On a rainy Sunday morning in August 2004, Carol Ellis, 71, drove four hours from her home in Shamokin to Ebensburg. There, she found an old white church building labeled “SALEM” with the year “1839” inscribed above it.
Outside, there was a tent set up for a meal later in the day, but inside, there was “no electricity, no nothing.”
“They had to open the windows so you could see,” she recalled.
The rickety old structure once housed the Salem Welsh Calvinistic Methodist Church of North Ebensburg. Started in 1839, the congregation — hardly unique for catering to the predominant Welsh population in the Ebensburg area — met in the homes of its members until the present tract of land was purchased in 1854. A church was built that same year, but it was torn down and reconstructed in 1882.
The church itself has not changed much since then, save for bringing in a fan and some lights, but the congregation and its membership certainly has. In fact, the church formally dissolved in 1920, but because the community was reluctant to completely dissipate, an unorthodox plan was agreed upon.
Instead of meeting weekly, why not meet yearly?
This arrangement, named the Salem Homecoming Church, has persisted almost without interruption from 1921 until now, and will have its next iteration today. Each year, Welsh folks from all over the state bring their families, friends and other guests for a sermon, an outdoor picnic and — the favorite activity of many churchgoers interviewed — a group singalong of Welsh hymns (led by Ms. Ellis since 2004).
John Rhoades, a Pittsburgh native, began attending the annual services with his family — his mother’s side being Welsh and from Ebensburg — since before his earliest memories. He looked forward to these summer outings, he said, because the mystery and the rarity of the event led him to believe that they were going to a “secret little place.” He’s now the board president of the Salem Homecoming Association (salemreunion.wordpress.com).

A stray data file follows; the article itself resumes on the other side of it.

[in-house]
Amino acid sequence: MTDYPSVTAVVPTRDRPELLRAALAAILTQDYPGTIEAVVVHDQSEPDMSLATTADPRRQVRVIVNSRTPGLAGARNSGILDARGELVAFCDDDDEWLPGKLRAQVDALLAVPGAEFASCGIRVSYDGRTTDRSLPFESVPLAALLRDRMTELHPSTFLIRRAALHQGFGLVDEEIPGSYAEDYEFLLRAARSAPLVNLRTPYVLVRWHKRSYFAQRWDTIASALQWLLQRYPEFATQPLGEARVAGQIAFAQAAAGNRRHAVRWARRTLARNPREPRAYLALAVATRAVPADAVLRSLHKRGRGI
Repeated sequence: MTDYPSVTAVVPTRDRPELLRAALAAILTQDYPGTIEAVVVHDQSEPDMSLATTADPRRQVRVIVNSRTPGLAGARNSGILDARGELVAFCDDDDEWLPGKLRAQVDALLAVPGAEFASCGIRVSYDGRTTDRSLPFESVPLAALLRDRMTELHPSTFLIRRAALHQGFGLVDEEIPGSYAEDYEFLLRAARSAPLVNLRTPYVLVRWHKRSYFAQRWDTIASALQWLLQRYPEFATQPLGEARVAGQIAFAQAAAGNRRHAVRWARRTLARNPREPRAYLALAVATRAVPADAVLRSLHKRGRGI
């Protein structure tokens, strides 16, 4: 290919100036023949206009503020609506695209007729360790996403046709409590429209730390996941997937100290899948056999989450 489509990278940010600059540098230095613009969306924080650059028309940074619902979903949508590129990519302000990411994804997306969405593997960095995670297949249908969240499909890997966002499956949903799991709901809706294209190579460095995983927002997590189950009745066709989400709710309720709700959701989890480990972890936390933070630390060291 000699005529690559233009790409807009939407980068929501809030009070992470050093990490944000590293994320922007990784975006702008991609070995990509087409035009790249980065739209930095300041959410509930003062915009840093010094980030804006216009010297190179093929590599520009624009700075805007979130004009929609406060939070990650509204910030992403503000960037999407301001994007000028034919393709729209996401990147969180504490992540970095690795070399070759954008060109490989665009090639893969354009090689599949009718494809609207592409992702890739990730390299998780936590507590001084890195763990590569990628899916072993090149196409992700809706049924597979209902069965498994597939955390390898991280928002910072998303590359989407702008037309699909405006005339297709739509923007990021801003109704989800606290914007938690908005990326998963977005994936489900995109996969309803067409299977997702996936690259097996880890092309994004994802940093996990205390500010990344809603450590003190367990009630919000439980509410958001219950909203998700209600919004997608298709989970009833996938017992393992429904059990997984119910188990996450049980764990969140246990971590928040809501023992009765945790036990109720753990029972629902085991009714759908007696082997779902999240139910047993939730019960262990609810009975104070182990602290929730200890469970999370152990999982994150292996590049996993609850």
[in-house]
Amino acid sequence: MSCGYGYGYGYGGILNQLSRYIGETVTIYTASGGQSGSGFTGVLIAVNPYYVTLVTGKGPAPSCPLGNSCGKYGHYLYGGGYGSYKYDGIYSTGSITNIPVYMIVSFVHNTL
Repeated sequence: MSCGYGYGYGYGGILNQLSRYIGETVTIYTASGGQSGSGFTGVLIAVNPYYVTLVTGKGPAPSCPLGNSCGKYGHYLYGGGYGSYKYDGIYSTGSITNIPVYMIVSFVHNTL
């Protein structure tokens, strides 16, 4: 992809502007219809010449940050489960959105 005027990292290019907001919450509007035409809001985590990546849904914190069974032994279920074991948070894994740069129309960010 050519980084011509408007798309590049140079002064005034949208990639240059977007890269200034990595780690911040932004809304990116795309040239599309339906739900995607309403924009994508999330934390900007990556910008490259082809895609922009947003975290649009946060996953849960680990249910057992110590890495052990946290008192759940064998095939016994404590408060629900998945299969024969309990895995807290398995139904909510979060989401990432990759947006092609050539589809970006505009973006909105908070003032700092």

After refraining from attending the annual services for portions of high school and college, Mr. Rhoades, 31 and residing in Polish Hill, returned just a couple of years ago, in most part to reconnect with his grandfather, who remains a devoted attendee. He found that both his own attitudes about the tradition and the congregation itself had changed considerably.
For the first time, Mr. Rhoades saw past the friends, the food and the song. His current interest, he said, is in the church’s history and the congregation’s spirituality.
Despite the large Welsh population in Ebensburg, very few people still describe themselves as “Calvinistic Methodists,” Mr. Rhoades said. Further, most Salem attendees go to other churches in other denominations throughout the rest of the year. Thus, the congregation has a “rotating minister” setup, where a different minister each year is borrowed from another church for this one Sunday.
This year, the minister is a pastor at the Ebensburg First United Church of Christ, but Mr. Rhoades said he hopes to invite ministers from other denominations and backgrounds for future services. “That’s one of the things I look forward to exploring more in the future — connecting to ministers,” he said.